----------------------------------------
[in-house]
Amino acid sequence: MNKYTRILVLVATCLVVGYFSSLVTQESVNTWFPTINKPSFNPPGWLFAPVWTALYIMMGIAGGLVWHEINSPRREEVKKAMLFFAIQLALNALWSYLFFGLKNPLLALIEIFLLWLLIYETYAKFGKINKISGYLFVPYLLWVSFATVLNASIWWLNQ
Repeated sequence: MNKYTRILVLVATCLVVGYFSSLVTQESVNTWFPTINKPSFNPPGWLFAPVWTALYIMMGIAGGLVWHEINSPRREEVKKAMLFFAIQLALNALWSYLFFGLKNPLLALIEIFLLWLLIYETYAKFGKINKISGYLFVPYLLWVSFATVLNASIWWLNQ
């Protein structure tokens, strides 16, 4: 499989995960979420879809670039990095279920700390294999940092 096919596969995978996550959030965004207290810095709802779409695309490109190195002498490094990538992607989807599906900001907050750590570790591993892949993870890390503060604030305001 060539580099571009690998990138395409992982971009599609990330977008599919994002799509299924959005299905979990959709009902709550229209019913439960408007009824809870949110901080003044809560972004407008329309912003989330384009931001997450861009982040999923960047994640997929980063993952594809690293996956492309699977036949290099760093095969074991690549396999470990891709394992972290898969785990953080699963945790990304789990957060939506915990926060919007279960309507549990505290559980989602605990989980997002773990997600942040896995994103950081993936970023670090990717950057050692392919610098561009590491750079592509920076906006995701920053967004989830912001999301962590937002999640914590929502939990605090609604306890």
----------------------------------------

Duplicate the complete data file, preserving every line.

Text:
[in-house]
Amino acid sequence: MNKYTRILVLVATCLVVGYFSSLVTQESVNTWFPTINKPSFNPPGWLFAPVWTALYIMMGIAGGLVWHEINSPRREEVKKAMLFFAIQLALNALWSYLFFGLKNPLLALIEIFLLWLLIYETYAKFGKINKISGYLFVPYLLWVSFATVLNASIWWLNQ
Repeated sequence: MNKYTRILVLVATCLVVGYFSSLVTQESVNTWFPTINKPSFNPPGWLFAPVWTALYIMMGIAGGLVWHEINSPRREEVKKAMLFFAIQLALNALWSYLFFGLKNPLLALIEIFLLWLLIYETYAKFGKINKISGYLFVPYLLWVSFATVLNASIWWLNQ
């Protein structure tokens, strides 16, 4: 499989995960979420879809670039990095279920700390294999940092 096919596969995978996550959030965004207290810095709802779409695309490109190195002498490094990538992607989807599906900001907050750590570790591993892949993870890390503060604030305001 060539580099571009690998990138395409992982971009599609990330977008599919994002799509299924959005299905979990959709009902709550229209019913439960408007009824809870949110901080003044809560972004407008329309912003989330384009931001997450861009982040999923960047994640997929980063993952594809690293996956492309699977036949290099760093095969074991690549396999470990891709394992972290898969785990953080699963945790990304789990957060939506915990926060919007279960309507549990505290559980989602605990989980997002773990997600942040896995994103950081993936970023670090990717950057050692392919610098561009590491750079592509920076906006995701920053967004989830912001999301962590937002999640914590929502939990605090609604306890």